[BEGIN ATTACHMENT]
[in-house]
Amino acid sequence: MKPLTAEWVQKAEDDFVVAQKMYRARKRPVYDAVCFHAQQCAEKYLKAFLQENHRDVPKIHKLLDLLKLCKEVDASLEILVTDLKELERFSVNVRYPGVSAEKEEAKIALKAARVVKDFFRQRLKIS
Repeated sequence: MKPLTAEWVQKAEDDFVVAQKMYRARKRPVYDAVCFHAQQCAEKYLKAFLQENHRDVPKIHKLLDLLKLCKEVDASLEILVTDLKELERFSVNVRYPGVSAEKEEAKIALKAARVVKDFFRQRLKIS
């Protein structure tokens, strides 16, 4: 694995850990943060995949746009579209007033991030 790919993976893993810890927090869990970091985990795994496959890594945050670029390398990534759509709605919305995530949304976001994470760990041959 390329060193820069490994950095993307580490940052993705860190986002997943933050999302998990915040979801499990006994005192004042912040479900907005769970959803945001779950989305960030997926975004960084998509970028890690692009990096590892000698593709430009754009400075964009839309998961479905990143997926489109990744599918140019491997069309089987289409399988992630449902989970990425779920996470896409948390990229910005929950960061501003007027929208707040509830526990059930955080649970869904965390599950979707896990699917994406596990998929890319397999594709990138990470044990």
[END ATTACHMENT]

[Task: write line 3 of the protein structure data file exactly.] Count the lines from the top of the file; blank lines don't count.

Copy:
Repeated sequence: MKPLTAEWVQKAEDDFVVAQKMYRARKRPVYDAVCFHAQQCAEKYLKAFLQENHRDVPKIHKLLDLLKLCKEVDASLEILVTDLKELERFSVNVRYPGVSAEKEEAKIALKAARVVKDFFRQRLKIS